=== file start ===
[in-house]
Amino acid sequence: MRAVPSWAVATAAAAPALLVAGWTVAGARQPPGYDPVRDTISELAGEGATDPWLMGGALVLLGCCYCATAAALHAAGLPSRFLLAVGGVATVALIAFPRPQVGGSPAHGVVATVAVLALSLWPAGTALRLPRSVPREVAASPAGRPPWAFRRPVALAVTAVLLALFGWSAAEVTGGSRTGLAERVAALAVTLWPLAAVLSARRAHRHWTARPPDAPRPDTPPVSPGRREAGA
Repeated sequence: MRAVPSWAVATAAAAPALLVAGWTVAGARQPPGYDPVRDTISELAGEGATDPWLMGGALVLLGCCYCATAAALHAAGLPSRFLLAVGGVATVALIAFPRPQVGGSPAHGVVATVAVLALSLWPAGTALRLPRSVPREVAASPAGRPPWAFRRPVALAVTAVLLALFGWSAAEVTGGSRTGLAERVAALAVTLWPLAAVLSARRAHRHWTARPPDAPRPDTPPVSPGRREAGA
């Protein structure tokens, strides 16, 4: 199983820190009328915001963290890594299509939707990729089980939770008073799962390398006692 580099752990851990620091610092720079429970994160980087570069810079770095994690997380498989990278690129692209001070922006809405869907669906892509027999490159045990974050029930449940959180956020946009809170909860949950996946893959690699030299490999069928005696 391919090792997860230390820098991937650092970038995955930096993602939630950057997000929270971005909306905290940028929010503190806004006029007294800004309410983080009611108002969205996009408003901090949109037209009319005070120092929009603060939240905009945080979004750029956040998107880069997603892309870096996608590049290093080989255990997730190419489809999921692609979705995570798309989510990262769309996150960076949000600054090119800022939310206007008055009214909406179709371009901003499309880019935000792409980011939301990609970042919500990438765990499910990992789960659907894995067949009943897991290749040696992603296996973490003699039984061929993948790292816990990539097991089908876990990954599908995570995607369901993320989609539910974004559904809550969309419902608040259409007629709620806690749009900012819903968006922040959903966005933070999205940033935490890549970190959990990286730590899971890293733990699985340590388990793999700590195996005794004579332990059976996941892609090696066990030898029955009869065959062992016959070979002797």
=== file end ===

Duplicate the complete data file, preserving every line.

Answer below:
[in-house]
Amino acid sequence: MRAVPSWAVATAAAAPALLVAGWTVAGARQPPGYDPVRDTISELAGEGATDPWLMGGALVLLGCCYCATAAALHAAGLPSRFLLAVGGVATVALIAFPRPQVGGSPAHGVVATVAVLALSLWPAGTALRLPRSVPREVAASPAGRPPWAFRRPVALAVTAVLLALFGWSAAEVTGGSRTGLAERVAALAVTLWPLAAVLSARRAHRHWTARPPDAPRPDTPPVSPGRREAGA
Repeated sequence: MRAVPSWAVATAAAAPALLVAGWTVAGARQPPGYDPVRDTISELAGEGATDPWLMGGALVLLGCCYCATAAALHAAGLPSRFLLAVGGVATVALIAFPRPQVGGSPAHGVVATVAVLALSLWPAGTALRLPRSVPREVAASPAGRPPWAFRRPVALAVTAVLLALFGWSAAEVTGGSRTGLAERVAALAVTLWPLAAVLSARRAHRHWTARPPDAPRPDTPPVSPGRREAGA
């Protein structure tokens, strides 16, 4: 199983820190009328915001963290890594299509939707990729089980939770008073799962390398006692 580099752990851990620091610092720079429970994160980087570069810079770095994690997380498989990278690129692209001070922006809405869907669906892509027999490159045990974050029930449940959180956020946009809170909860949950996946893959690699030299490999069928005696 391919090792997860230390820098991937650092970038995955930096993602939630950057997000929270971005909306905290940028929010503190806004006029007294800004309410983080009611108002969205996009408003901090949109037209009319005070120092929009603060939240905009945080979004750029956040998107880069997603892309870096996608590049290093080989255990997730190419489809999921692609979705995570798309989510990262769309996150960076949000600054090119800022939310206007008055009214909406179709371009901003499309880019935000792409980011939301990609970042919500990438765990499910990992789960659907894995067949009943897991290749040696992603296996973490003699039984061929993948790292816990990539097991089908876990990954599908995570995607369901993320989609539910974004559904809550969309419902608040259409007629709620806690749009900012819903968006922040959903966005933070999205940033935490890549970190959990990286730590899971890293733990699985340590388990793999700590195996005794004579332990059976996941892609090696066990030898029955009869065959062992016959070979002797």